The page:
Monday, June 30, 2014

The Daniel Plan: 40 Days to a Healthier Life

Book Review

The Daniel Plan: 40 Days to a Healthier Life
By Rick Warren, DMin, Daniel Amen, MD, and Mark Hymen, MD
Zondervan (2013)
Reviewed by Jessica Crandall, RDN, CDE


The Daniel Plan details a lifestyle program based on five principles including faith, food, fitness, focus and friends. The program originated in 2011 and within the first year more than 15,000 church members lost, collectively, more than 250,000 pounds while reporting decreases in health issues and stress and increases in spiritual growth and energy.

Synopsis of the Diet Plan

The diet plan focuses on a plate containing 50 percent non-starchy vegetables, 25 percent healthy animal or vegetable proteins and 25 percent healthy starches or whole grains, along with a low-glycemic fruit and water or herbal tea. Readers are provided with a list of "good foods" on which to base meals. Produce is divided into two separate categories, one of which can be eaten freely. The book suggests that users purchase wild or grass-fed and hormone- and antibiotic-free meat and seafood, if possible. A sample three-day menu is provided, and a cookbook is available for more extensive meal planning.
Supplements are recommended during the program. For both men and women, these include: a high-potency, high-quality, highly bioavailable multivitamin and mineral; vitamin D3; omega-3 fatty acids; and probiotics. It is recommended that women also take calcium and magnesium.

Nutritional Pros and Cons

The program uses diet and exercise, along with emotional support, in a positive way, which is beneficial. Preparing meals at home from raw ingredients is encouraged, which is also positive. While the program has a good overall goal, the dietary portion is restrictive and not individualized. It also appears a registered dietitian nutritionist was not consulted.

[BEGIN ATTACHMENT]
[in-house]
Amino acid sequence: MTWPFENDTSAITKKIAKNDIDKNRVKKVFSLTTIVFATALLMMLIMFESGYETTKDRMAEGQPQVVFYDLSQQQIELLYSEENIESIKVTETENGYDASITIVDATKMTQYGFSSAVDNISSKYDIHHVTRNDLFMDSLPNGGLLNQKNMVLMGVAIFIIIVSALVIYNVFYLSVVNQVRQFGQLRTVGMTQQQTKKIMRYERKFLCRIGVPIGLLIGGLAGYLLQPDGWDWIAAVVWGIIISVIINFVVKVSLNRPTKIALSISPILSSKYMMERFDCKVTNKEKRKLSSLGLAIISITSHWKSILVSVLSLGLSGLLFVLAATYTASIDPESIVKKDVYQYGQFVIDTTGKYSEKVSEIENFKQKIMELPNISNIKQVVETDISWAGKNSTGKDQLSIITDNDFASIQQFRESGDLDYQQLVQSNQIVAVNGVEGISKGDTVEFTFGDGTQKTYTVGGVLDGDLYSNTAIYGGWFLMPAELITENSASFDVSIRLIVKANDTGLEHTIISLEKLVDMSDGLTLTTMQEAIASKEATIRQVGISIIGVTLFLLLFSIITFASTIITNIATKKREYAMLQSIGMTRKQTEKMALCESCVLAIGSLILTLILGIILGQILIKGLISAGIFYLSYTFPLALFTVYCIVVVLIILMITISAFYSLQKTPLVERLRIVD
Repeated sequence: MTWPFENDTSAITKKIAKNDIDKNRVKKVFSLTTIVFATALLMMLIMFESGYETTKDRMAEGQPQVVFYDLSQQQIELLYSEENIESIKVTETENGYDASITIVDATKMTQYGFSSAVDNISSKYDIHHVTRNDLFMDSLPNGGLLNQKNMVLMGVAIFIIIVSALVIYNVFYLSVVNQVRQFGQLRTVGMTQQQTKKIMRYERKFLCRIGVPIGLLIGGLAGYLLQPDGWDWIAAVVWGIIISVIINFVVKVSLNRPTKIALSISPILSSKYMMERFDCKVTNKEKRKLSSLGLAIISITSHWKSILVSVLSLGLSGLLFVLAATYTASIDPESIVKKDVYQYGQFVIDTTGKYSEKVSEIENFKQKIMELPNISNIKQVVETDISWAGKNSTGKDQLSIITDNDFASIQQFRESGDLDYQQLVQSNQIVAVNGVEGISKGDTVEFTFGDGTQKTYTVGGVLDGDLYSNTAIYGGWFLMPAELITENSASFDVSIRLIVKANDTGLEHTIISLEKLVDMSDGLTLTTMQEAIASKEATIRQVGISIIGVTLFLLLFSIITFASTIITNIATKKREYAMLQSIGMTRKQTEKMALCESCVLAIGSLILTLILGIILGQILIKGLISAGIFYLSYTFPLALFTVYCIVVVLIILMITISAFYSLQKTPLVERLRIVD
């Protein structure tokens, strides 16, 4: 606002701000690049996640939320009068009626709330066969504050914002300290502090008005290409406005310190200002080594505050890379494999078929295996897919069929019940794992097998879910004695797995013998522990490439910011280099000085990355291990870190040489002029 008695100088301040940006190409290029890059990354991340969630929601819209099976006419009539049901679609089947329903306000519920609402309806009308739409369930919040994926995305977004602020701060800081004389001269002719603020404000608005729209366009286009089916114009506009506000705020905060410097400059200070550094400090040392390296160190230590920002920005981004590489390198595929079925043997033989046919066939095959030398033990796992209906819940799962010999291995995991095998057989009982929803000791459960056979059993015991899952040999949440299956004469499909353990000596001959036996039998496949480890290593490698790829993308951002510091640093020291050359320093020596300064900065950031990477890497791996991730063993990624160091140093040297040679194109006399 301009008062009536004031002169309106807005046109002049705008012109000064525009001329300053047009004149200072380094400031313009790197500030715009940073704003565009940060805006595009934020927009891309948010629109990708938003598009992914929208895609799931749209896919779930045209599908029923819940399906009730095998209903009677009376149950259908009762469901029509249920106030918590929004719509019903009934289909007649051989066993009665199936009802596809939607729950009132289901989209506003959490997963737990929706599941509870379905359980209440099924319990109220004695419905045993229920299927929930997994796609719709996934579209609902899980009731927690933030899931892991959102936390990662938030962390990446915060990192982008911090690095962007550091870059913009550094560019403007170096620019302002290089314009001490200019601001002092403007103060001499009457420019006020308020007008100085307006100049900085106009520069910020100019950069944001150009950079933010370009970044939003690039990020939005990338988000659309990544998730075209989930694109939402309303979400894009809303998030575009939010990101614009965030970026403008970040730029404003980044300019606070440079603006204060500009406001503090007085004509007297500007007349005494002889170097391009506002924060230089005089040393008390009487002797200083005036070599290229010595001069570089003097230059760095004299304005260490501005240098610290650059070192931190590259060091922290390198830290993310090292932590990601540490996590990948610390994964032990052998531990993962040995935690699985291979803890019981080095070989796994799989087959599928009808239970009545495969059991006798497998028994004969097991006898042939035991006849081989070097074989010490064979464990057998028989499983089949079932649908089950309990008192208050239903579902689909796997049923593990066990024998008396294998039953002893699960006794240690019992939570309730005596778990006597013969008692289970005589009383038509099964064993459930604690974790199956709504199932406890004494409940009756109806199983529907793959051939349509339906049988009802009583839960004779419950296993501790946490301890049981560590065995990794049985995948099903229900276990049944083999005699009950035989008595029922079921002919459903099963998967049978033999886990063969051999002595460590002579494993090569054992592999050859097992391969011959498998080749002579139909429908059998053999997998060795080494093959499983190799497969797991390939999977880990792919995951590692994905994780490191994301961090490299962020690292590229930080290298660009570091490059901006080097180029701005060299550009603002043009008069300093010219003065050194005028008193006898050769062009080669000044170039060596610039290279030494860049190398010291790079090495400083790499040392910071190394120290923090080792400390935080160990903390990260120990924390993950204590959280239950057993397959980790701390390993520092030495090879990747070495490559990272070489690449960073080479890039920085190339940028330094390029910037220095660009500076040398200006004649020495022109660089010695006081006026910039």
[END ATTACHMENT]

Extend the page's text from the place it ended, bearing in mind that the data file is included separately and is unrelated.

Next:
The list of "good foods" provided for the program tends to portray some foods — such as pastas, nuts and oils — in a negative light, which is discouraging, as RDNs prefer that food is seen in correct proportions and in moderation rather than cutting out particular items completely. Some oils, such as canola and olive, have been seen to have positive effects on cholesterol. The program promotes forgiveness and moving forward if one falls back, but does not seem to allow for generalized moderation. The caffeine restriction could be tough for many and seems extreme. There is also the issue of preparation time, as the suggested recipes for meals seem lengthy.

Bottom Line 

 The program has strong components to help clients be successful including behavior modification, nutrition, exercise and support. The nutrition section could be improved by an RDN offering more meal planning ideas, facts about foods and science-based nutrition facts. The encouragement aspect could be helpful for some, but the dietary restrictions could make the program difficult for the average reader to stick to for 40 days.
~ The Academy of Nutrition and Dietetics, 2014